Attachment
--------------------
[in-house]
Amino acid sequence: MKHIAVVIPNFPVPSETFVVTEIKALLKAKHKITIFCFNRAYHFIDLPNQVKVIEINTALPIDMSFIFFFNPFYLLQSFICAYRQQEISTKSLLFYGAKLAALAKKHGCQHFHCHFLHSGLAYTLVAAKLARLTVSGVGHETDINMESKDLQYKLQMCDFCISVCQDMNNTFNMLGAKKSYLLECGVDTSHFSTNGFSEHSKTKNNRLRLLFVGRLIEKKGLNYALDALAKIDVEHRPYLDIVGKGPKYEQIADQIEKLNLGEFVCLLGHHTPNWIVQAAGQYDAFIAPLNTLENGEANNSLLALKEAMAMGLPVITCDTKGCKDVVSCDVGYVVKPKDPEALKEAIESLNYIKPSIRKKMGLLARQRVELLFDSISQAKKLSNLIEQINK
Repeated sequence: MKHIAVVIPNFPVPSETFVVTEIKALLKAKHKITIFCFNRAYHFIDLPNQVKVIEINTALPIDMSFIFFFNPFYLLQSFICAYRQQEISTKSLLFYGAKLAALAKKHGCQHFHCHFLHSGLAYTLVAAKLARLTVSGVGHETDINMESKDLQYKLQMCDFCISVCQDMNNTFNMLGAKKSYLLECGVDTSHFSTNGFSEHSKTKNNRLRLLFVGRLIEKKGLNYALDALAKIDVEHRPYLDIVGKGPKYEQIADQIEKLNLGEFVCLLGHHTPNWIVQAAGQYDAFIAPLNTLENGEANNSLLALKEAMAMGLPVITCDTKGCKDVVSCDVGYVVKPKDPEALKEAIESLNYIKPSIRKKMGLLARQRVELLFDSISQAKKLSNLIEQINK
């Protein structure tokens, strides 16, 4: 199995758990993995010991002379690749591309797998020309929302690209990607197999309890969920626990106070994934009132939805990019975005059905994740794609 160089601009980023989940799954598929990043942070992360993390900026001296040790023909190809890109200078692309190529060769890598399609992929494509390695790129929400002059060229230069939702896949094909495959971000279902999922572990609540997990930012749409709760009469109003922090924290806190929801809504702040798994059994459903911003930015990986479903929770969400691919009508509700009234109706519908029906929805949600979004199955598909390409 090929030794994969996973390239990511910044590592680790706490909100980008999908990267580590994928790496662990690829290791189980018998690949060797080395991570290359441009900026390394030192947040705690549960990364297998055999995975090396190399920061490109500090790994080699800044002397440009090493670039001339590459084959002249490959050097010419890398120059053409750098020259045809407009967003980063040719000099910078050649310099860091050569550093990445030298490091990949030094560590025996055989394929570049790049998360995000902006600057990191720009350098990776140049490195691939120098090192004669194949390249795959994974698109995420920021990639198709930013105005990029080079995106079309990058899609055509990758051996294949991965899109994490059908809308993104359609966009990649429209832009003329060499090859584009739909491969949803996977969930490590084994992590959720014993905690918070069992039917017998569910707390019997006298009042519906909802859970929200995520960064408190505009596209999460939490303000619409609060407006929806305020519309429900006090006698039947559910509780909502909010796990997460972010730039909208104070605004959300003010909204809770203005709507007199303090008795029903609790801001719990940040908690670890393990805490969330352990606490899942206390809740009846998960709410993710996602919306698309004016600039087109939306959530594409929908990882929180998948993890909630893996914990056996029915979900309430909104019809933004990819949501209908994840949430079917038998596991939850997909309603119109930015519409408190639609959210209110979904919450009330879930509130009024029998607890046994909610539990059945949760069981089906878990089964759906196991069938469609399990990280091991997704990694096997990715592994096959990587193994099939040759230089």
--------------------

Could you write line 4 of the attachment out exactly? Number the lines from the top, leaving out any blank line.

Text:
């Protein structure tokens, strides 16, 4: 199995758990993995010991002379690749591309797998020309929302690209990607197999309890969920626990106070994934009132939805990019975005059905994740794609 160089601009980023989940799954598929990043942070992360993390900026001296040790023909190809890109200078692309190529060769890598399609992929494509390695790129929400002059060229230069939702896949094909495959971000279902999922572990609540997990930012749409709760009469109003922090924290806190929801809504702040798994059994459903911003930015990986479903929770969400691919009508509700009234109706519908029906929805949600979004199955598909390409 090929030794994969996973390239990511910044590592680790706490909100980008999908990267580590994928790496662990690829290791189980018998690949060797080395991570290359441009900026390394030192947040705690549960990364297998055999995975090396190399920061490109500090790994080699800044002397440009090493670039001339590459084959002249490959050097010419890398120059053409750098020259045809407009967003980063040719000099910078050649310099860091050569550093990445030298490091990949030094560590025996055989394929570049790049998360995000902006600057990191720009350098990776140049490195691939120098090192004669194949390249795959994974698109995420920021990639198709930013105005990029080079995106079309990058899609055509990758051996294949991965899109994490059908809308993104359609966009990649429209832009003329060499090859584009739909491969949803996977969930490590084994992590959720014993905690918070069992039917017998569910707390019997006298009042519906909802859970929200995520960064408190505009596209999460939490303000619409609060407006929806305020519309429900006090006698039947559910509780909502909010796990997460972010730039909208104070605004959300003010909204809770203005709507007199303090008795029903609790801001719990940040908690670890393990805490969330352990606490899942206390809740009846998960709410993710996602919306698309004016600039087109939306959530594409929908990882929180998948993890909630893996914990056996029915979900309430909104019809933004990819949501209908994840949430079917038998596991939850997909309603119109930015519409408190639609959210209110979904919450009330879930509130009024029998607890046994909610539990059945949760069981089906878990089964759906196991069938469609399990990280091991997704990694096997990715592994096959990587193994099939040759230089």